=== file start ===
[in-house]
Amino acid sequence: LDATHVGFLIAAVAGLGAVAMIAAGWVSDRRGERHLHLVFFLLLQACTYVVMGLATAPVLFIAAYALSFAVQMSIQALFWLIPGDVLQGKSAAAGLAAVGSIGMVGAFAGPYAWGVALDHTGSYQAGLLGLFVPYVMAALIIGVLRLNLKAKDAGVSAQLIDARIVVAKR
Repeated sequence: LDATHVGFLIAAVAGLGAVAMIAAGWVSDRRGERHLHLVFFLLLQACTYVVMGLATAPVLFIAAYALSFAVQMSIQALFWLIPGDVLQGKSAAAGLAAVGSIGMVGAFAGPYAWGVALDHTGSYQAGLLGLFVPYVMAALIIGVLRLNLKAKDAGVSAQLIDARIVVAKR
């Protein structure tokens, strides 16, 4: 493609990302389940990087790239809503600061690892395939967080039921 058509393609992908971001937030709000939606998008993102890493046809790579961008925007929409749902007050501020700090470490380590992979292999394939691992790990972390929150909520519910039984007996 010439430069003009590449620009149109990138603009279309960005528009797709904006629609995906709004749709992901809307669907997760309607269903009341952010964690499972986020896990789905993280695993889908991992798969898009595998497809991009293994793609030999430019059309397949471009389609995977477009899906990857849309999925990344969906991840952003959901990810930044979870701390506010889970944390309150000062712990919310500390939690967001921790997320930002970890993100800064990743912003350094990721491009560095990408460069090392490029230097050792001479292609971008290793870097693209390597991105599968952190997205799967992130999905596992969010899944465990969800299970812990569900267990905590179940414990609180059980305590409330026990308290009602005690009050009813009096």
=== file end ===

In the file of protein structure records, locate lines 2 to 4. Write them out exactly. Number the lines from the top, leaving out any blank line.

Amino acid sequence: LDATHVGFLIAAVAGLGAVAMIAAGWVSDRRGERHLHLVFFLLLQACTYVVMGLATAPVLFIAAYALSFAVQMSIQALFWLIPGDVLQGKSAAAGLAAVGSIGMVGAFAGPYAWGVALDHTGSYQAGLLGLFVPYVMAALIIGVLRLNLKAKDAGVSAQLIDARIVVAKR
Repeated sequence: LDATHVGFLIAAVAGLGAVAMIAAGWVSDRRGERHLHLVFFLLLQACTYVVMGLATAPVLFIAAYALSFAVQMSIQALFWLIPGDVLQGKSAAAGLAAVGSIGMVGAFAGPYAWGVALDHTGSYQAGLLGLFVPYVMAALIIGVLRLNLKAKDAGVSAQLIDARIVVAKR
């Protein structure tokens, strides 16, 4: 493609990302389940990087790239809503600061690892395939967080039921 058509393609992908971001937030709000939606998008993102890493046809790579961008925007929409749902007050501020700090470490380590992979292999394939691992790990972390929150909520519910039984007996 010439430069003009590449620009149109990138603009279309960005528009797709904006629609995906709004749709992901809307669907997760309607269903009341952010964690499972986020896990789905993280695993889908991992798969898009595998497809991009293994793609030999430019059309397949471009389609995977477009899906990857849309999925990344969906991840952003959901990810930044979870701390506010889970944390309150000062712990919310500390939690967001921790997320930002970890993100800064990743912003350094990721491009560095990408460069090392490029230097050792001479292609971008290793870097693209390597991105599968952190997205799967992130999905596992969010899944465990969800299970812990569900267990905590179940414990609180059980305590409330026990308290009602005690009050009813009096």